According to the Washington Post, the Soviet premier showed up in Reykjavik with an ambitious proposal that exceeded American expectations. Gorbachev laid out major concessions, including a 50%, cut in offensive strategic arms, the elimination of intermediate-range missiles based in Europe, and new negotiations on a ban on nuclear testing

“This is the best Soviet proposal we have received in twenty-five years,” remarked Paul Nitze, the US senior arms-control adviser, according to the book “Great Negotiations” by Fredrik Stanton. It was driven not simply by idealistic desires for peace but by Gorbachev’s awareness that the USSR could not keep up in an extended arms race.

Reagan – who was at the time often unfairly characterized as a warmonger – could see the rewards of his fidelity to George Washington’s maxim: “To be prepared for war is one of the most effectual means of preserving peace.” His commitment to increasing the US military budget helped the US negotiate from a position of strength.

But there was a catch that proved to be the breaking point at Reykjavik: Gorbachev’s key condition was that the US abandon Reagan’s prized missile defense system known as the Strategic Defense Initiative. Even though SDI was closer to vision than reality, Reagan saw it as the ultimate nuclear deterrent. So, he reluctantly walked out when Gorbachev insisted development of SDI be confined to the laboratory for 10 years. But Reykjavik laid the groundwork for future deals to reduce nuclear weapons.

As Secretary of State George Schultz later reflected, “I knew that the genie was out of the bottle: the concessions Gorbachev made at Reykjavik could never, in reality, be taken back. We had seen the Soviets’ bottom line. … At Reykjavik we had reached virtual agreement on INF and had set out the parameters of START [the Strategic Arms Reduction Treaty]. And we had gotten human rights formally on the negotiating table… . [T]he reality was that Reykjavik was a stupendous success.”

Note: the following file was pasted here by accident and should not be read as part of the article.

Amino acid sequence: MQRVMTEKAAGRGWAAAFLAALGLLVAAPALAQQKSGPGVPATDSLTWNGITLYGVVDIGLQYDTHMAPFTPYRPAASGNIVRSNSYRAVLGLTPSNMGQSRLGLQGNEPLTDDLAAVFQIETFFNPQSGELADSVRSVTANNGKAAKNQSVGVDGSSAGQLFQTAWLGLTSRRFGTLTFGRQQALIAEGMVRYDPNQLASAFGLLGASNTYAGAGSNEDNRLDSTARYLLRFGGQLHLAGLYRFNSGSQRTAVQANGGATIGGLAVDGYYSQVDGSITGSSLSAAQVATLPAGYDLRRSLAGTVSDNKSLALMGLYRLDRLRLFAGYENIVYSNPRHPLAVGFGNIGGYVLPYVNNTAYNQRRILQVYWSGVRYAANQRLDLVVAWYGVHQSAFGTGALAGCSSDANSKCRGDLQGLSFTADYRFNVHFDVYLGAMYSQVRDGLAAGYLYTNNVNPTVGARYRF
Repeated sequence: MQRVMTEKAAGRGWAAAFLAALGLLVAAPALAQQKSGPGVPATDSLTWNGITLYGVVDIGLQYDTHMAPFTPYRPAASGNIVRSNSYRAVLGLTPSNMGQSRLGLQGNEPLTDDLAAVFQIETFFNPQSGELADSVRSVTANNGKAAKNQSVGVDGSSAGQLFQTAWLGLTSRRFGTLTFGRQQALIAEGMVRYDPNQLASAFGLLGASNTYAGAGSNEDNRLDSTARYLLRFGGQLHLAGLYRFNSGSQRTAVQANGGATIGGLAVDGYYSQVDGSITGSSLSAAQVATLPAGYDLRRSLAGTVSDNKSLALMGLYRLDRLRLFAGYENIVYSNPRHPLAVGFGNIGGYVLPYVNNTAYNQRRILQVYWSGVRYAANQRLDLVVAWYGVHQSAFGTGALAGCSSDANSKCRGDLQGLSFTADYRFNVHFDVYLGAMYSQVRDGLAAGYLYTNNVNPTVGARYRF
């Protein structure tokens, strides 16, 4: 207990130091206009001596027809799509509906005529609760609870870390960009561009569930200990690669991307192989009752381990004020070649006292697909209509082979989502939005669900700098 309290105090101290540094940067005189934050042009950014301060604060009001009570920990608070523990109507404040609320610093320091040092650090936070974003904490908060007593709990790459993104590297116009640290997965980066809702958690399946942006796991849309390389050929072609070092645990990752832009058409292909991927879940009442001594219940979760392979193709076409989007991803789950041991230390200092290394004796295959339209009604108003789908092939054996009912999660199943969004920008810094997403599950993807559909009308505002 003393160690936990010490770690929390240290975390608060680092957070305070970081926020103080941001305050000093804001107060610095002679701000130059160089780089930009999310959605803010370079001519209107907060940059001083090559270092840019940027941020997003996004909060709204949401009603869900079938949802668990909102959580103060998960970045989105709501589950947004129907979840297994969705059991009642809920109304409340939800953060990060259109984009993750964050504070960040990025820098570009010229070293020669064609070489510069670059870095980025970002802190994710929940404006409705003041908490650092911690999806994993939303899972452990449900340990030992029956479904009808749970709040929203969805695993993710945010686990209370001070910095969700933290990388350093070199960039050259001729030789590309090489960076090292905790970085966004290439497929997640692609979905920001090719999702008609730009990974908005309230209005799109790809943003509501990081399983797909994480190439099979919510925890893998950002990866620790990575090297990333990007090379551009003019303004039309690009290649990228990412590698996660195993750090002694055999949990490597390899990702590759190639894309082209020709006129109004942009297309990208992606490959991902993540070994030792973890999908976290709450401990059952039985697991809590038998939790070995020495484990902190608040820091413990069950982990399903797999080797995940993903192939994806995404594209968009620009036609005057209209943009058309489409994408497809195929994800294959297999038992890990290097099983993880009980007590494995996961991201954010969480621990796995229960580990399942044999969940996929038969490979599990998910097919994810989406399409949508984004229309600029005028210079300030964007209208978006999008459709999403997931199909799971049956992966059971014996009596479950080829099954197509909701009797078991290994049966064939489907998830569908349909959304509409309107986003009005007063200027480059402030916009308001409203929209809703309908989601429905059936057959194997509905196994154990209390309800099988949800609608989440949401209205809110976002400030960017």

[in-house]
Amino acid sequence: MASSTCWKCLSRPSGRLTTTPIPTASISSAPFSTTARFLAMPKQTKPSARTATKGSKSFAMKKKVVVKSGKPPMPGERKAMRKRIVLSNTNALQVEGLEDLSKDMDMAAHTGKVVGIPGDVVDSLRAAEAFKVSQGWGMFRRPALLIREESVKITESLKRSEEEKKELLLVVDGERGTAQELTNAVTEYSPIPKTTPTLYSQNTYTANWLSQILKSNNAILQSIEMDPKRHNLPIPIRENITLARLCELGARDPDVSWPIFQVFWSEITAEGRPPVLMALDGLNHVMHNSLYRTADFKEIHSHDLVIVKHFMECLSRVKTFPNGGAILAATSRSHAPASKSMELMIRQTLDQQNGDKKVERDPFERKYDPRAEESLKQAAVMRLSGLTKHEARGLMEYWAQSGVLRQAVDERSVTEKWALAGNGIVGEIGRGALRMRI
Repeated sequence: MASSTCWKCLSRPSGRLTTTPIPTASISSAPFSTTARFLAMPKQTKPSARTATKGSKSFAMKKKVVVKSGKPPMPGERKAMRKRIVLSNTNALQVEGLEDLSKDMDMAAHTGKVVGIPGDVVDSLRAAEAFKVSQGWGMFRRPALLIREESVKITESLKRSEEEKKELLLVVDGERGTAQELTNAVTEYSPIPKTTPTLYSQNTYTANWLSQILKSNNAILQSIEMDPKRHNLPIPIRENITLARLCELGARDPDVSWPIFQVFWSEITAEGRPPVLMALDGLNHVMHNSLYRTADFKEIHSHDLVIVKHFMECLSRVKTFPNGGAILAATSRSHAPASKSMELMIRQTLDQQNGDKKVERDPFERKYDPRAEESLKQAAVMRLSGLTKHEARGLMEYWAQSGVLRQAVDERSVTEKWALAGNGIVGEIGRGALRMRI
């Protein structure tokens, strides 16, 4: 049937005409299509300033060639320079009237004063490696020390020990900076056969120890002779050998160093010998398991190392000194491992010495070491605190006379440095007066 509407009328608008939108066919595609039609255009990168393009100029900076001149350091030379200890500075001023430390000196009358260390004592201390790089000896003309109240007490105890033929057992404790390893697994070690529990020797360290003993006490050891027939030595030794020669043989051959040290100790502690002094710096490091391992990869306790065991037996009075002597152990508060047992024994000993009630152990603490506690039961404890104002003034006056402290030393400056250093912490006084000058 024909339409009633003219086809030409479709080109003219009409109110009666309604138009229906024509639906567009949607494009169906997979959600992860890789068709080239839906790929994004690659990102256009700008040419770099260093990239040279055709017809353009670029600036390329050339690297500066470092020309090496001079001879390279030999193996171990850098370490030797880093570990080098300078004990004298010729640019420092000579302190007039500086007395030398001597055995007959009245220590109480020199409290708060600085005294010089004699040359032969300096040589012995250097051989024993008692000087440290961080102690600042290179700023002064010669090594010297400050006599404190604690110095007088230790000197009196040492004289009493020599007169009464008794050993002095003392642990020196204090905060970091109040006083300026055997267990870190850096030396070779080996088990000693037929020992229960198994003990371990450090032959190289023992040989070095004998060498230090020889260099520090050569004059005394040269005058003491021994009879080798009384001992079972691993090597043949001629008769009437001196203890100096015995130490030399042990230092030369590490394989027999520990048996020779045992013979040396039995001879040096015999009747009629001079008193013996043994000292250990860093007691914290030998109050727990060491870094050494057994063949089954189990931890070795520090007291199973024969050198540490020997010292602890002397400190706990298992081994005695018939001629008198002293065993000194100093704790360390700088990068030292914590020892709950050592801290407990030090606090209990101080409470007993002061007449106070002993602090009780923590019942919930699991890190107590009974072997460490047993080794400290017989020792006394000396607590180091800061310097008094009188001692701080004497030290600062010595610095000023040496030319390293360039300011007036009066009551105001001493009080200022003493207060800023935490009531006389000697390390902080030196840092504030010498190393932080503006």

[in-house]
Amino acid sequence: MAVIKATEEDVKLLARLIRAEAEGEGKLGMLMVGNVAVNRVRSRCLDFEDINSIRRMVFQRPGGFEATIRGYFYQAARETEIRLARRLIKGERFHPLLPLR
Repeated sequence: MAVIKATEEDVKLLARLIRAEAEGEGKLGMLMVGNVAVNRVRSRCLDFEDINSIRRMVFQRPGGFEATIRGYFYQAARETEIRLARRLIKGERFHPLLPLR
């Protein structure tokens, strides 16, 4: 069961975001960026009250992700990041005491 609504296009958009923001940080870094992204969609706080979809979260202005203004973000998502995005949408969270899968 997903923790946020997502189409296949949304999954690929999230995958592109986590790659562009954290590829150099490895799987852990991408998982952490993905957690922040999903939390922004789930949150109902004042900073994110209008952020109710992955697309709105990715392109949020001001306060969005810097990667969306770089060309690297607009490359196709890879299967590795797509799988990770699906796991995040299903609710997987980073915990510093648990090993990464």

And even in his disappointment, Gorbachev left the summit and told the Icelandic prime minister, “There will be more coming out of this meeting than anyone realizes….This is the beginning of the end of the Cold War.”

So far, there is no sign that Hanoi set the table for a future breakthrough. The departure was abrupt, with not even symbolic agreements like the expansion of diplomatic ties, which had been floated. That’s why the administration’s former North Korea envoy Joseph Yun pronounced the summit a disappointment on CNN, calling out the lack of preparation by the president and the constant lowering of expectations.

More importantly, Trump has not been moving nuclear non-proliferation in the right direction. In fact, he recently suspended the US from the Intermediate Nuclear-Range Forces treaty that Reagan negotiated, leaving the fate of other nuclear deals in question while opening the door to a new international nuclear arms race.

In the case of North Korea, conversation and relationship building is preferable to reckless nuclear rhetoric. But, if North Korea’s nuclear arms proliferate, then this is all just an ornate exercise in ego-stroking while pulling off a bait and switch.

The frustrating thing is that the Trump administration initially turned up the pressure with tough talk and sanctions, which were effective enough to bring Kim to the negotiating table. And the Trump administration deserves credit for getting tougher with China’s abuse of the international system, which may ultimately compel them to take more responsibility in the region rather than enabling the young dictator further.

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Again, no deal is better than a bad deal. With the explosive Michael Cohen hearings occurring in the US, there must have been a temptation to draw media attention away from the serious accusations leveled by the president’s former enforcer. Trump ultimately resisted that temptation. Good.

But don’t buy the idea that this summit collapse is a second Reykjavik. That’s just spin. North Korea clearly responds to tough talk and action, but they’ve been getting very little of that lately from the President. Instead, Trump continues to dismiss our own experts and take the word of dictators instead. And in the process, we see once again that President Trump is not actually very good at the art of the deal, especially when the stakes involve nuclear war instead of selling gilded luxury condos.